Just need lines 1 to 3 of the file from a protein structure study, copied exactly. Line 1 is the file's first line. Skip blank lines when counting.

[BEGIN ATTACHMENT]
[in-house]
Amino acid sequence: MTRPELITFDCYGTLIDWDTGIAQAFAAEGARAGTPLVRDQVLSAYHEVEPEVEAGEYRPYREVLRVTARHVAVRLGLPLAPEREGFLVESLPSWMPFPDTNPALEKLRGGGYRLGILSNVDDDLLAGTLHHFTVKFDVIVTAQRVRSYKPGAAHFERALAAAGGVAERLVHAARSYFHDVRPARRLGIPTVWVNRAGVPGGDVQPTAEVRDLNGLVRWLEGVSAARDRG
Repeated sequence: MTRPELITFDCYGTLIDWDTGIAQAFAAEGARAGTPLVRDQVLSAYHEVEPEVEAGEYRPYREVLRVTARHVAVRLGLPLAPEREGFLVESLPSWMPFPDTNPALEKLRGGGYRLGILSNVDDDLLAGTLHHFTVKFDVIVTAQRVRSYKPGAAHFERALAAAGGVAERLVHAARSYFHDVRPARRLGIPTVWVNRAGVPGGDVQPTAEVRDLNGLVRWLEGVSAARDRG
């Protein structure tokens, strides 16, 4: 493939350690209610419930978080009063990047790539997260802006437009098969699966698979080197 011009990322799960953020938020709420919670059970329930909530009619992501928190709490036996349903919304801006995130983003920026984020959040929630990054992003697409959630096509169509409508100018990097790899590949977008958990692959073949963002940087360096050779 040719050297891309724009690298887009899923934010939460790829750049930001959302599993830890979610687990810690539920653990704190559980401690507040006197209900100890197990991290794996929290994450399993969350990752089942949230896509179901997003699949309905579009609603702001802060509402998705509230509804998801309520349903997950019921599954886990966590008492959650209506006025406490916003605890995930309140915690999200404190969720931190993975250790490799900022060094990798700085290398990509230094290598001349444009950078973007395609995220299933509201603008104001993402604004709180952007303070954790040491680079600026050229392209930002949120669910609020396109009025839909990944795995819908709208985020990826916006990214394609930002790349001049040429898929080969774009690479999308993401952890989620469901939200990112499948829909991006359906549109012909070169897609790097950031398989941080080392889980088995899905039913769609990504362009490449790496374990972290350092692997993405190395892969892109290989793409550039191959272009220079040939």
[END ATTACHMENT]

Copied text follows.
[in-house]
Amino acid sequence: MTRPELITFDCYGTLIDWDTGIAQAFAAEGARAGTPLVRDQVLSAYHEVEPEVEAGEYRPYREVLRVTARHVAVRLGLPLAPEREGFLVESLPSWMPFPDTNPALEKLRGGGYRLGILSNVDDDLLAGTLHHFTVKFDVIVTAQRVRSYKPGAAHFERALAAAGGVAERLVHAARSYFHDVRPARRLGIPTVWVNRAGVPGGDVQPTAEVRDLNGLVRWLEGVSAARDRG
Repeated sequence: MTRPELITFDCYGTLIDWDTGIAQAFAAEGARAGTPLVRDQVLSAYHEVEPEVEAGEYRPYREVLRVTARHVAVRLGLPLAPEREGFLVESLPSWMPFPDTNPALEKLRGGGYRLGILSNVDDDLLAGTLHHFTVKFDVIVTAQRVRSYKPGAAHFERALAAAGGVAERLVHAARSYFHDVRPARRLGIPTVWVNRAGVPGGDVQPTAEVRDLNGLVRWLEGVSAARDRG